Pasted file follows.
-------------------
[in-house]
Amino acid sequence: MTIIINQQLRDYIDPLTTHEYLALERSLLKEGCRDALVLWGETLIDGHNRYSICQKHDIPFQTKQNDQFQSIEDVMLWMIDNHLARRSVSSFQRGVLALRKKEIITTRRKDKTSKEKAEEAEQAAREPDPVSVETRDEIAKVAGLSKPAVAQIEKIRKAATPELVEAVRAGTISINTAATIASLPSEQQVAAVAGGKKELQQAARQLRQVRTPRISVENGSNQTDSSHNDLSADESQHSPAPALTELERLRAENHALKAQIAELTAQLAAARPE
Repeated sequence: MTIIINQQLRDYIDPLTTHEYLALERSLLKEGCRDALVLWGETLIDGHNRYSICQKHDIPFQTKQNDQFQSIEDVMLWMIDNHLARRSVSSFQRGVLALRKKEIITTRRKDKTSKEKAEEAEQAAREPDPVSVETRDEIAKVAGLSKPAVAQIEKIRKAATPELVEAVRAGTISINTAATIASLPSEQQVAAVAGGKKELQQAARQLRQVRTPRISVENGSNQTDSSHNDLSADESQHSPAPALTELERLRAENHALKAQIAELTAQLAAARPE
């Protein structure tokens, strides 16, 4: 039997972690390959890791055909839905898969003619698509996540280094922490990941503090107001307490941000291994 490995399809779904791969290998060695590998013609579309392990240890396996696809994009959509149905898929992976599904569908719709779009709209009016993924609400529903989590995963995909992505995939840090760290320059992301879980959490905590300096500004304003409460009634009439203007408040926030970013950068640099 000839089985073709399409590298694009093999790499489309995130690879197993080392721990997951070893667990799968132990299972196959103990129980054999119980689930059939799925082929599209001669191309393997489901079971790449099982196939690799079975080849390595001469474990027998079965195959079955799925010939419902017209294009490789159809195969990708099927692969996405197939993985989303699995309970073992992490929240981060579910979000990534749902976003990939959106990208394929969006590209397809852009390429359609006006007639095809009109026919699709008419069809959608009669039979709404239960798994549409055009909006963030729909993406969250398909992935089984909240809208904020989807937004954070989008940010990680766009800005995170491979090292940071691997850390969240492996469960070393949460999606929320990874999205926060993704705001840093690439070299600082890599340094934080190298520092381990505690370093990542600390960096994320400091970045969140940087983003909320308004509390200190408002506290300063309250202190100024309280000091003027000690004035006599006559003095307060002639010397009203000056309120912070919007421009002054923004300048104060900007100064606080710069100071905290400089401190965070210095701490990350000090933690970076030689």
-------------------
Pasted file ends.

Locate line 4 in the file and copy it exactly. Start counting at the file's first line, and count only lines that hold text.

């Protein structure tokens, strides 16, 4: 039997972690390959890791055909839905898969003619698509996540280094922490990941503090107001307490941000291994 490995399809779904791969290998060695590998013609579309392990240890396996696809994009959509149905898929992976599904569908719709779009709209009016993924609400529903989590995963995909992505995939840090760290320059992301879980959490905590300096500004304003409460009634009439203007408040926030970013950068640099 000839089985073709399409590298694009093999790499489309995130690879197993080392721990997951070893667990799968132990299972196959103990129980054999119980689930059939799925082929599209001669191309393997489901079971790449099982196939690799079975080849390595001469474990027998079965195959079955799925010939419902017209294009490789159809195969990708099927692969996405197939993985989303699995309970073992992490929240981060579910979000990534749902976003990939959106990208394929969006590209397809852009390429359609006006007639095809009109026919699709008419069809959608009669039979709404239960798994549409055009909006963030729909993406969250398909992935089984909240809208904020989807937004954070989008940010990680766009800005995170491979090292940071691997850390969240492996469960070393949460999606929320990874999205926060993704705001840093690439070299600082890599340094934080190298520092381990505690370093990542600390960096994320400091970045969140940087983003909320308004509390200190408002506290300063309250202190100024309280000091003027000690004035006599006559003095307060002639010397009203000056309120912070919007421009002054923004300048104060900007100064606080710069100071905290400089401190965070210095701490990350000090933690970076030689």